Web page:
The Jaru woman said she was traumatised after one of her family members was badly beaten.

The artist raised her children in Billiluna and for decades had been a community advocate.

She said people with little to do in their day were more likely to feud and fight.

“Maybe they are bored. They don’t have a job in the community,” Ms Darkie said.

“They just sit in their house and every time they want to move it’s just for football.

“That’s the only thing they like … just football. They don’t know how to work in their community.”

two out of focus spectators watch a country football game

People from Halls Creek and surrounding communities love coming into town to watch local football.(ABC Kimberley: Ted O’Connor)

Yardgee community chair Rose Stretch said in the lead-up to the grand final she and other leaders told young people not to be baited by outsiders looking for a fight.

But she conceded it was difficult, given some felt they needed to defend themselves and their family.

The Gija woman feared the next generation would grow up thinking violence was acceptable.

“They’re going to say, ‘If that community can do it, we’ll do it too’,” she said.

“When they’re old enough like this mob, they’ll say, ‘You came to our community and you fight with my family. I want to fight you now’.

“We don’t want that to happen to our kids.”

An older Indigenous woman wsearing a white and blue shirt and grey cardigan stands in a park.

Rose Stretch says she feared spectator violence would happen at the grand final.(ABC Kimberley: Ted O’Connor)

Yardgee’s leaders and Ms Darkie insist they warned the league some spectators would likely cause trouble at the grand final.

They now want league officials to sit down and meet with them to discuss tough action against teams, spectators and players involved in anti-social behaviour.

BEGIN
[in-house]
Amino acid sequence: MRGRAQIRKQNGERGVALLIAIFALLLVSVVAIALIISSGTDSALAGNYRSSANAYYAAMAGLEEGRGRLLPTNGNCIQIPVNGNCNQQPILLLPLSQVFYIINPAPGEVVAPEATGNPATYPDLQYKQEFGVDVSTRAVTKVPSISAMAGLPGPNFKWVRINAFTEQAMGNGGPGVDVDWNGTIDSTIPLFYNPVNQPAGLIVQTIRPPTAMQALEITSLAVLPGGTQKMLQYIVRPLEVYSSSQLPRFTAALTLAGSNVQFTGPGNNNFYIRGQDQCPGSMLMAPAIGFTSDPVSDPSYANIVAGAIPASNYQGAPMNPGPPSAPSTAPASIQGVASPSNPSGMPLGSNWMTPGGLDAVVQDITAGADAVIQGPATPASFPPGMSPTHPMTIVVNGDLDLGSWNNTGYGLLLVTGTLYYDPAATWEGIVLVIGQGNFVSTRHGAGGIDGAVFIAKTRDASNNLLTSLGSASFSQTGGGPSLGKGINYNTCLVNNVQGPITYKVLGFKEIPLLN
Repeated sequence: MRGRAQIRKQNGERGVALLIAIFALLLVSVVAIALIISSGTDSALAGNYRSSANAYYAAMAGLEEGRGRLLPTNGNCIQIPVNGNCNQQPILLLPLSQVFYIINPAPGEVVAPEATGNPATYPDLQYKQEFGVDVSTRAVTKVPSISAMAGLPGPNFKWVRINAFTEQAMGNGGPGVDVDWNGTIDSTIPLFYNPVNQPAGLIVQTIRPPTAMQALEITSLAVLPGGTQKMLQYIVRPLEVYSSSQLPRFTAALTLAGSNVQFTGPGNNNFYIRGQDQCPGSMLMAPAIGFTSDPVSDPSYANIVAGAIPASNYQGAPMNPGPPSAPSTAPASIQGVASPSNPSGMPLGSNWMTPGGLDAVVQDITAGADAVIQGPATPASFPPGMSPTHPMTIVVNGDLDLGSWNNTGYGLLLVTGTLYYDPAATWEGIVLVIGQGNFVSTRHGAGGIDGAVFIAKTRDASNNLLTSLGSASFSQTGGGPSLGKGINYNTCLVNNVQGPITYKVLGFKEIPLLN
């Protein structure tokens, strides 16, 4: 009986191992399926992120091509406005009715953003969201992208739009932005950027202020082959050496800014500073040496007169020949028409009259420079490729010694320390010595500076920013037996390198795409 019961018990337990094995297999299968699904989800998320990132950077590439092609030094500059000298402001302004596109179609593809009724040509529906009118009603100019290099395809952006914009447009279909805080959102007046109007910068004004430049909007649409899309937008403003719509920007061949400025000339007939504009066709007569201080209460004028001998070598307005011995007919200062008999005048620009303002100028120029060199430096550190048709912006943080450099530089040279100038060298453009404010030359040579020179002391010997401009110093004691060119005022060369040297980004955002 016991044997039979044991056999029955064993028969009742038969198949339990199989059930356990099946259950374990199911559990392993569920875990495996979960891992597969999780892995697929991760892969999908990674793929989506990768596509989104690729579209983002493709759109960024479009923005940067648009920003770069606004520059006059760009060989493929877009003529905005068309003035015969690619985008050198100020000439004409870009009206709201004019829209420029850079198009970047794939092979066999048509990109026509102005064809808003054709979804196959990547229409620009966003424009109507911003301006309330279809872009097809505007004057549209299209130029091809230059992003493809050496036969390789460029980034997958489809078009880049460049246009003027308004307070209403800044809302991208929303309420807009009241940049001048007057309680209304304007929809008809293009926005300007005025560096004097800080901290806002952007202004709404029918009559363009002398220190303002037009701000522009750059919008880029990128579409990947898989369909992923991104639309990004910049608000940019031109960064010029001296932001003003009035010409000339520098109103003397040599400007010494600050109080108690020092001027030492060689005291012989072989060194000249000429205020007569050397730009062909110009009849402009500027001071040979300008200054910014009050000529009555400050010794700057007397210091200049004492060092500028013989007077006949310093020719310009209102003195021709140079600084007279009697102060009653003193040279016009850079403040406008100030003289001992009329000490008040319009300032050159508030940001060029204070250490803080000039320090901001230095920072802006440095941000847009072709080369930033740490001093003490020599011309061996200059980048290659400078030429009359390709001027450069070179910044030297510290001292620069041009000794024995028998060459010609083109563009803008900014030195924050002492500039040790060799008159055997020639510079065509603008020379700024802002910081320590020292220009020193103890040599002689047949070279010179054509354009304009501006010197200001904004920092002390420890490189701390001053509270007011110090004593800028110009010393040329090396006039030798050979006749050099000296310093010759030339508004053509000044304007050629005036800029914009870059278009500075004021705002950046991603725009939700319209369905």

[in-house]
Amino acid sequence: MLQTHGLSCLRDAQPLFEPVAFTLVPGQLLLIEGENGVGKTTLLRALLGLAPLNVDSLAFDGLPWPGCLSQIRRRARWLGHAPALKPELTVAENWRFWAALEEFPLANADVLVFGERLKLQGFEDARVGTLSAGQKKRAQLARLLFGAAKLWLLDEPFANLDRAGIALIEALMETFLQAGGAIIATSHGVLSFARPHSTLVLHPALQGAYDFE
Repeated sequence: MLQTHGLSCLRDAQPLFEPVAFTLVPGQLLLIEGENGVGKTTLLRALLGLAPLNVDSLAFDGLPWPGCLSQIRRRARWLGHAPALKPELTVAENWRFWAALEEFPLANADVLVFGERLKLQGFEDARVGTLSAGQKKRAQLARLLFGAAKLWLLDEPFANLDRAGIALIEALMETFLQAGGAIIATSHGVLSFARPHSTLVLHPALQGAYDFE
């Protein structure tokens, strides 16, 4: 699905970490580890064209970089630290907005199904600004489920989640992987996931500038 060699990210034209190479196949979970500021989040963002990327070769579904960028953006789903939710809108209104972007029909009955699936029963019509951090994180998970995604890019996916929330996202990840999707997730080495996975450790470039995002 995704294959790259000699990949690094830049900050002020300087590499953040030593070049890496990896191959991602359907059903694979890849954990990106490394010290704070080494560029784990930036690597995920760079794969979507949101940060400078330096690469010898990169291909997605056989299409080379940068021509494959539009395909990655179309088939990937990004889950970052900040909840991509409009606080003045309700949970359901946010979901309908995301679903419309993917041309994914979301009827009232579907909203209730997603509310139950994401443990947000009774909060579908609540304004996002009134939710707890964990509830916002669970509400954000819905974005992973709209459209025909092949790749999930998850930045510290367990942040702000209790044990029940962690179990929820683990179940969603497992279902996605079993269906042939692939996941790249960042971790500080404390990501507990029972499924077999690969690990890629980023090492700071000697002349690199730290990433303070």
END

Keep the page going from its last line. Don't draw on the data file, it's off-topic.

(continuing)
The ABC has contacted the East Kimberley Football League and the Kururrungku Roos for comment.

More respect

Mr Chungulla said parents and elders should combat feuding and anti-social behaviour by being better role models.

“Respect is the most important thing you can have in the community, but when the feuding comes in there’s no respect,” he said.

“You’re a role model to your family, even to your kids; how do you want to see them grow up … by fighting? You start in your home and teach them respect.”

A First Nations man wearing a blue Australian rules football unfiform kicks a football during a game

Jahmal Stretch, a former AFL draft prospect, is a dominant player in the league.(Supplied: Jahmal Stretch)

Yardgee coach Nathan Stretch said his team needed more recognition from the wider community and should be celebrated for their achievements.

“We got a big mob of players here, but they’re not getting support … help from the town … how to get them away somewhere or find them a good job,” he said.

Jock said he wanted to play in front of big crowds in Halls Creek that were there to enjoy the rich pool of high-level talent the town had.

“You’re there to play footy. You’re there to play your game. You can’t come on the field and fight someone and all that, bringing up all your trouble there,” he said.

“Football is not a place to start a fight.”




Author: Russell White